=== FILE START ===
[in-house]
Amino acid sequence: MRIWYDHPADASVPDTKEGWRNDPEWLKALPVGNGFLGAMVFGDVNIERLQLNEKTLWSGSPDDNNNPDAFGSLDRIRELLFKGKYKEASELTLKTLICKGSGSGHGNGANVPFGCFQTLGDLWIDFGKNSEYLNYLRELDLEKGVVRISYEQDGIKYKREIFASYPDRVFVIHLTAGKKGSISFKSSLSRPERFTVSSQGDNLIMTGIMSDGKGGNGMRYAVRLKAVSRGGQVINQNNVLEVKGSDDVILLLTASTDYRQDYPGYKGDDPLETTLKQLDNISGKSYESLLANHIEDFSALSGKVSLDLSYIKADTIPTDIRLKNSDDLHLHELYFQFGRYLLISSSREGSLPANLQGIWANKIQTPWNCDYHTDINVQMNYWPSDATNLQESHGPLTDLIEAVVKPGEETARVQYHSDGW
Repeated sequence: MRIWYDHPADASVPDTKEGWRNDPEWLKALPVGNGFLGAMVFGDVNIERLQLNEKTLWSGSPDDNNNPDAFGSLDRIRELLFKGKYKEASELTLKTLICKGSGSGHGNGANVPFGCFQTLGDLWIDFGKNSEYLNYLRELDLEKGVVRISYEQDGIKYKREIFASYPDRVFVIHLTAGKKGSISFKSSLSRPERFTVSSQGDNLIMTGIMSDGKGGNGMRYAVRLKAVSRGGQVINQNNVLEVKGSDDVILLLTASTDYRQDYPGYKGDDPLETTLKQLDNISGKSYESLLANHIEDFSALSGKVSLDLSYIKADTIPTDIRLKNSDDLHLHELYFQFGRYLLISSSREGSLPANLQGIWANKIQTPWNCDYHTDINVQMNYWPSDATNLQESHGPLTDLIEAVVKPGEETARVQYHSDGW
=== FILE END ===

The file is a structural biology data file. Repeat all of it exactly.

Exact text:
[in-house]
Amino acid sequence: MRIWYDHPADASVPDTKEGWRNDPEWLKALPVGNGFLGAMVFGDVNIERLQLNEKTLWSGSPDDNNNPDAFGSLDRIRELLFKGKYKEASELTLKTLICKGSGSGHGNGANVPFGCFQTLGDLWIDFGKNSEYLNYLRELDLEKGVVRISYEQDGIKYKREIFASYPDRVFVIHLTAGKKGSISFKSSLSRPERFTVSSQGDNLIMTGIMSDGKGGNGMRYAVRLKAVSRGGQVINQNNVLEVKGSDDVILLLTASTDYRQDYPGYKGDDPLETTLKQLDNISGKSYESLLANHIEDFSALSGKVSLDLSYIKADTIPTDIRLKNSDDLHLHELYFQFGRYLLISSSREGSLPANLQGIWANKIQTPWNCDYHTDINVQMNYWPSDATNLQESHGPLTDLIEAVVKPGEETARVQYHSDGW
Repeated sequence: MRIWYDHPADASVPDTKEGWRNDPEWLKALPVGNGFLGAMVFGDVNIERLQLNEKTLWSGSPDDNNNPDAFGSLDRIRELLFKGKYKEASELTLKTLICKGSGSGHGNGANVPFGCFQTLGDLWIDFGKNSEYLNYLRELDLEKGVVRISYEQDGIKYKREIFASYPDRVFVIHLTAGKKGSISFKSSLSRPERFTVSSQGDNLIMTGIMSDGKGGNGMRYAVRLKAVSRGGQVINQNNVLEVKGSDDVILLLTASTDYRQDYPGYKGDDPLETTLKQLDNISGKSYESLLANHIEDFSALSGKVSLDLSYIKADTIPTDIRLKNSDDLHLHELYFQFGRYLLISSSREGSLPANLQGIWANKIQTPWNCDYHTDINVQMNYWPSDATNLQESHGPLTDLIEAVVKPGEETARVQYHSDGW